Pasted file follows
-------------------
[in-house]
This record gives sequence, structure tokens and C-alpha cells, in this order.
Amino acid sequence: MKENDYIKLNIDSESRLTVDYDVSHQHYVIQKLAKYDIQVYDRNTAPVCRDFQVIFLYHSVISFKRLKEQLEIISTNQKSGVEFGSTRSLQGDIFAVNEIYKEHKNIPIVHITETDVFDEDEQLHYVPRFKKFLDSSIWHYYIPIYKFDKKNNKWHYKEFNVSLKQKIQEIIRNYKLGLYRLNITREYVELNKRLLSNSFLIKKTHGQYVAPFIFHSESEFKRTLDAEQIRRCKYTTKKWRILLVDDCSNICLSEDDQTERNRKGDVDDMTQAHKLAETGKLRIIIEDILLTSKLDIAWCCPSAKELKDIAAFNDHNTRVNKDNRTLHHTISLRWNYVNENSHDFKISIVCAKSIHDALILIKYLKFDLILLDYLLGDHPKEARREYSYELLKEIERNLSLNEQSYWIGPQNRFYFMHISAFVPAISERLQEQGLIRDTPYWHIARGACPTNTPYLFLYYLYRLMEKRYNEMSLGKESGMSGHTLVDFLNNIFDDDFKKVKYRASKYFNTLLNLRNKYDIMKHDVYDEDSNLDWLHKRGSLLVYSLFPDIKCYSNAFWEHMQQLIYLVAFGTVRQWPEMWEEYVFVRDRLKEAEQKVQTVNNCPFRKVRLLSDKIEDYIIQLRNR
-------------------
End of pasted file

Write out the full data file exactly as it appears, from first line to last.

[in-house]
This record gives sequence, structure tokens and C-alpha cells, in this order.
Amino acid sequence: MKENDYIKLNIDSESRLTVDYDVSHQHYVIQKLAKYDIQVYDRNTAPVCRDFQVIFLYHSVISFKRLKEQLEIISTNQKSGVEFGSTRSLQGDIFAVNEIYKEHKNIPIVHITETDVFDEDEQLHYVPRFKKFLDSSIWHYYIPIYKFDKKNNKWHYKEFNVSLKQKIQEIIRNYKLGLYRLNITREYVELNKRLLSNSFLIKKTHGQYVAPFIFHSESEFKRTLDAEQIRRCKYTTKKWRILLVDDCSNICLSEDDQTERNRKGDVDDMTQAHKLAETGKLRIIIEDILLTSKLDIAWCCPSAKELKDIAAFNDHNTRVNKDNRTLHHTISLRWNYVNENSHDFKISIVCAKSIHDALILIKYLKFDLILLDYLLGDHPKEARREYSYELLKEIERNLSLNEQSYWIGPQNRFYFMHISAFVPAISERLQEQGLIRDTPYWHIARGACPTNTPYLFLYYLYRLMEKRYNEMSLGKESGMSGHTLVDFLNNIFDDDFKKVKYRASKYFNTLLNLRNKYDIMKHDVYDEDSNLDWLHKRGSLLVYSLFPDIKCYSNAFWEHMQQLIYLVAFGTVRQWPEMWEEYVFVRDRLKEAEQKVQTVNNCPFRKVRLLSDKIEDYIIQLRNR